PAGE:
By the time the Vietnam War broke out, the Viet Cong had over 100-miles of tunnels with which to spring deadly ambushes on American and South Vietnamese forces before vanishing.

The numerous spider holes (as the tunnel entrances were sometimes called) were conveniently located and well camouflaged — nearly impossible to detect.

Also Read: American troops tried to find Viet Cong tunnels using witching rods

It was the duty of the brave Tunnel Rat to slide alone into the tunnel’s entrance then search for the enemy and other valuable intelligence. Due to the intense and dangerous nature of the job, many Tunnel Rats became so emotionally desensitized that entering a spider hole was just another day at the office — no big deal.

These are the 10 best duty stations for beer lovers
Sgt. Ronald A. Payne searches a Vietnamese tunnel armed with only a flashlight and a pistol. (Source: Wikipedia Commons)

With danger lurking around every corner, the Tunnel Rat not only had to dodge the various savage booby traps set by the Viet Cong, but typically only carried 6-7 rounds of ammunition with him even though the tunnels were commonly used to house up to a few dozen enemy combatants.

With all those physical dangers to consider, the courageous troop still needed to maintain a clear and precise mental state of mind and not let the fear get the best of him.

After completing a search, many American and South Vietnamese units would rig the tunnels with C-4 explosives or bring in the always productive flamethrowers to flush out or kill any remaining hostiles.

Military Life

8 stores that let you know you’re near a military base

Military installations are built to be self-sustaining. Many have their own water and power supplies, housing facilities, and enough entertainment options to keep troops on the installation. Just off-post, however, you’ll always find the same selection of stores that easily let anyone on TDY know that they’ve found the right place.


Many of these shops are helpful and offer troops better deals than they’d find on-post. Others, however, cater to a troop’s less-than-helpful needs. It’s not to say that all shops off-post are sketchy — but plenty of them are.

Here’s just a handful of the shops that thrive off of having a huge population of troops just a stone’s throw away.

These are the 10 best duty stations for beer lovers

It’s more than likely that any given Marine has the Eagle, Globe, and Anchor tattooed on them — but not all tattoos are the same. Don’t be the guy with the worst in the platoon.

(Courtesy Photo)​

Tattoo parlors

Troops love to show off their ink. Plenty of tattoo parlors around military installations are home to masterful artists who approach each job with pride. They take their labor of love seriously and put their best work forward for America’s war fighters.

And then there’re the parlors that offer dirt-cheap ink that won’t cut deeply into a young, dumb boot’s beer money. Remember, you’ll get exactly what you paid for.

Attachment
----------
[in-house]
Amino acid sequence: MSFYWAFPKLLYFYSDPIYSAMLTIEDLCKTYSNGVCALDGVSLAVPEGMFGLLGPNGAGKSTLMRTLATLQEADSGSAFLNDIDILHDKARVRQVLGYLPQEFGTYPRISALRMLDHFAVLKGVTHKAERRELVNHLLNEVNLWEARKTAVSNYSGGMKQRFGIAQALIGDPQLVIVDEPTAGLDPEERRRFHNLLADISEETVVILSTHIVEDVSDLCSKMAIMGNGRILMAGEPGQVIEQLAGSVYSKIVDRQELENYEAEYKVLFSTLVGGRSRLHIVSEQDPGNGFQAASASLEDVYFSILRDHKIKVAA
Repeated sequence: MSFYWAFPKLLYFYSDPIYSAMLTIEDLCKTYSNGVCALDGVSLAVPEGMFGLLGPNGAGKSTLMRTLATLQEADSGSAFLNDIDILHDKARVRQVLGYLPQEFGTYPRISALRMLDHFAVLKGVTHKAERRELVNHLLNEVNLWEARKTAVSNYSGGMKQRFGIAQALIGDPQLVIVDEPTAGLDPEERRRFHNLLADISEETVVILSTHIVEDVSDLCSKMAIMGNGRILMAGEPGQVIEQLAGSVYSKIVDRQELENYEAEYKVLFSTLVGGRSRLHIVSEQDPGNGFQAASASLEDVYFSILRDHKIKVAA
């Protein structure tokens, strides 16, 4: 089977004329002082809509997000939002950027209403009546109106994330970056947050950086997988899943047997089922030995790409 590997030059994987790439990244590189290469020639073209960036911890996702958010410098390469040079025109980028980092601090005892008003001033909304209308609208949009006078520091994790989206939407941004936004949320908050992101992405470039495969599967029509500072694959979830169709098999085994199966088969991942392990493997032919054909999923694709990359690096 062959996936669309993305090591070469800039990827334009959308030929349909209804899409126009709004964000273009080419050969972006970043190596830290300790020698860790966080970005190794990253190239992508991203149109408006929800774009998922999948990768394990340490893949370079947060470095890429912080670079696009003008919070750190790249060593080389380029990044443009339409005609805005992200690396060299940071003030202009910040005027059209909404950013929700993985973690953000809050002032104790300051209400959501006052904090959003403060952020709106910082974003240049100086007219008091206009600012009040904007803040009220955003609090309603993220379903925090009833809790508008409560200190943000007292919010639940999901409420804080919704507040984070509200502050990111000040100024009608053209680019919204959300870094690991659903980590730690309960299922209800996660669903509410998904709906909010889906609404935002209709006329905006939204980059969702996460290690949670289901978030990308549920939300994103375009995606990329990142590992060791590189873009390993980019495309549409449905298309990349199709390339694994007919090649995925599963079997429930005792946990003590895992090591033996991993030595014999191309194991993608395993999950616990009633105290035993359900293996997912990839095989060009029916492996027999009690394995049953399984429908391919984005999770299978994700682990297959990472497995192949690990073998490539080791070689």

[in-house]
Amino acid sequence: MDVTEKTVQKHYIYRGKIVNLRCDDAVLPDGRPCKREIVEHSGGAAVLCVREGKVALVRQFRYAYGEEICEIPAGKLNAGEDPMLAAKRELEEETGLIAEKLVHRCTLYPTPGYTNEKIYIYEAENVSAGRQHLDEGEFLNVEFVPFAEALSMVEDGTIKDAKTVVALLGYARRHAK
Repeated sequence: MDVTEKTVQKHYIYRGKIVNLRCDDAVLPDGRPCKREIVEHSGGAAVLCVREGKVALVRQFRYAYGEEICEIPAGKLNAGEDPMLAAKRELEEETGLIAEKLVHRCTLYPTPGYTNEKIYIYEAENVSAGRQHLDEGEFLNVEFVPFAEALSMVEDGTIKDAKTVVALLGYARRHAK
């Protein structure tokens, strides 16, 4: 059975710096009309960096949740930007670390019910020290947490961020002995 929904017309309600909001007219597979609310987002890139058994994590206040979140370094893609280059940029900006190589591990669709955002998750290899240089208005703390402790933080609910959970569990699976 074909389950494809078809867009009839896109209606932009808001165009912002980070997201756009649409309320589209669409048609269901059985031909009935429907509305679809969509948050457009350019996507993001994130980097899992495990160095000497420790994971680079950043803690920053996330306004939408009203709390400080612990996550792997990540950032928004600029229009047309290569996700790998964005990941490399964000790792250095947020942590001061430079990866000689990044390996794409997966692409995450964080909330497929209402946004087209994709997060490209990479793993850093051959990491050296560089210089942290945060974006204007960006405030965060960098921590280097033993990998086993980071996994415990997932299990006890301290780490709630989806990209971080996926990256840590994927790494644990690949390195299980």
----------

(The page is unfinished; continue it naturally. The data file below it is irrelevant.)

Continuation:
These are the 10 best duty stations for beer lovers

The chances of you getting spotted at one of the thirty-seven now-open liquor stores is slim.

(Courtesy photo)

Liqour stores

Since military installations are exempt from sales taxes, it would make sense that buying highly taxed items, like liquor, almost exclusively at the Class 6 (on-post liquor store) is a no-brainer.

But those lines are long and no one wants to run into their first sergeant while you’re both carrying a bottle of Evan Williams on a Tuesday night.

These are the 10 best duty stations for beer lovers

“You’re trying to sell me a vintage poncho liner used by Gen. Mattis himself? Best I can do is .”

(Courtesy Photo)

Pawn shops

Troops are constantly moving between installations and, along the way, they may want to shed a few household goods. Conversely, they may not want to spend the extra cash on buying something new if they know they won’t have it for long.

These are the 10 best duty stations for beer lovers

Do you want to get made fun of for buying a car at 35% interest rate? Because that’s exactly how it happens.

(Photo by Staff Sgt. Chad Trujillo)

Used-car dealerships

In the military, everyone needs a car to get around. When troops come back with some extra “play money” they earned on deployment, they’ll upgrade their ride.

Many used-car dealerships aren’t as altruistic as they seem. If the only selling point they have going for them is that “E-1 and above are approved,” then you know that you’re about to get hammered on interest rates.

These are the 10 best duty stations for beer lovers

Which kinda defeats the purpose of having a privately owned weapon, but whatever.

(Photo by Michael Saechang)

Gun shop

Military and gun cultures go hand in hand. So, it makes sense that gun shops find a happy home just off-base.

Not to burst any bubbles among the lower enlisted who live in the barrack, but personally owned firearms and weapons are prohibited in living quarters — rules are rules. So, if you want one, you’ll need to store it in the unit’s arms room and hope you can convince the armorer to come in when you want to go hunting.

These are the 10 best duty stations for beer lovers